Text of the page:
Dealing With an Abusive Friendship


I have been friends with this person for 10 years, and she is almost like a sister to me. However, I just realized how verbally abusive she is to me, and I cannot stand the emotional and spiritual strain anymore. I still care about her, but I want to have healthy friendships. How do I end a long friendship smoothly and without conflict?

—Natalie, USA


Dear Natalie,

Let’s approach this from several points of view. Yes, of course, it’s hurtful to be treated that way. But it’s also hurtful to her own soul, her own self-respect to behave in that way. A friend would want to help that person. And a friend, in response, would (eventually) appreciate that help.

Without wanting to shift the blame from her to you, let me at least point out that, unintentionally, your acceptance of her treatment of you is, in its own way, enabling her. I say this to set the stage for what follows:

So let’s shift this around in the direction of a possible WIN-WIN. I don’t get the sense that you no longer want her friendship; rather, it seems that you no longer can tolerate her abuse. But maybe there’s a way, “one way or another,” that a positive outcome can take place for both.

For starters, we have to approach this with calmness and a certain degree of non-attachment to the outcome, okay? If you are willing to experiment for a time, consider these suggestions:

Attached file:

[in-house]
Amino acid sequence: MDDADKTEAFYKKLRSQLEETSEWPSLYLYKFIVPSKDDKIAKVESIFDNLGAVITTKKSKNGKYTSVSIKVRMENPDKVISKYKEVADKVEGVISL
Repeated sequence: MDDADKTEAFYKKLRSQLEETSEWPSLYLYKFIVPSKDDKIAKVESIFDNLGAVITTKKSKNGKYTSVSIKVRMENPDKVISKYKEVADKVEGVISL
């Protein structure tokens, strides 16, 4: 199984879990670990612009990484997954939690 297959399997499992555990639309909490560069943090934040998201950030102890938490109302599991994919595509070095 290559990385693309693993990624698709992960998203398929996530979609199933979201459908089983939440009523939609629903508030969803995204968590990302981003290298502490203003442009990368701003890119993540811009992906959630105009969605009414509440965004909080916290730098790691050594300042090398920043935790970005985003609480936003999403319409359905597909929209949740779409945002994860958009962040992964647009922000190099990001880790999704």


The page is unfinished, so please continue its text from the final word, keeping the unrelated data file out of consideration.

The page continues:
1. Abuser-abused takes two. If the abused person is not even aware of the abuse (e.g., sarcasm), the abuse still isn’t right, but it is one-sided, and the abused feels “no pain.” What I am saying is that the push-you, pull-me back and forth of verbal abuse takes, in some measure, two people: one to abuse, the other to feel abused. So, what if, as an experiment, and before making a decision to leave the friendship, you tried for a while simply remaining calm when verbally attacked; look calmly into her eyes without reaction. Imagine your face and eyes and entire being are a full-length mirror. In the mirror of your consciousness, your friend may, after some time and practice, begin to see herself.

2. This experiment presupposes that you both are truly friends and do, in fact, care for one another. If there’s no psychic or spiritual connection (like being robbed by a random burglar), then this won’t work. It’s important that you not stare her down or “look daggers” when you do this. You can even smile just a little, almost sadly, as you reflect and observe her abusive behavior. You know that little thing we do where we cock the head just slightly to one side with a questioning look on our face? Like a clinician examining a specimen!

3. What this is doing is you pulling out of the game. “You have the right to remain silent!” After a while, the abuser may look, well, bemused. By ending whatever little part you’ve played, it creates a space, a vacuum that can sometimes allow the abuser the space to stop the unconscious habit. You might even both have a good laugh. Hopefully, given enough time and practice, your friend will gradually and steadily dial down her aggressive tone.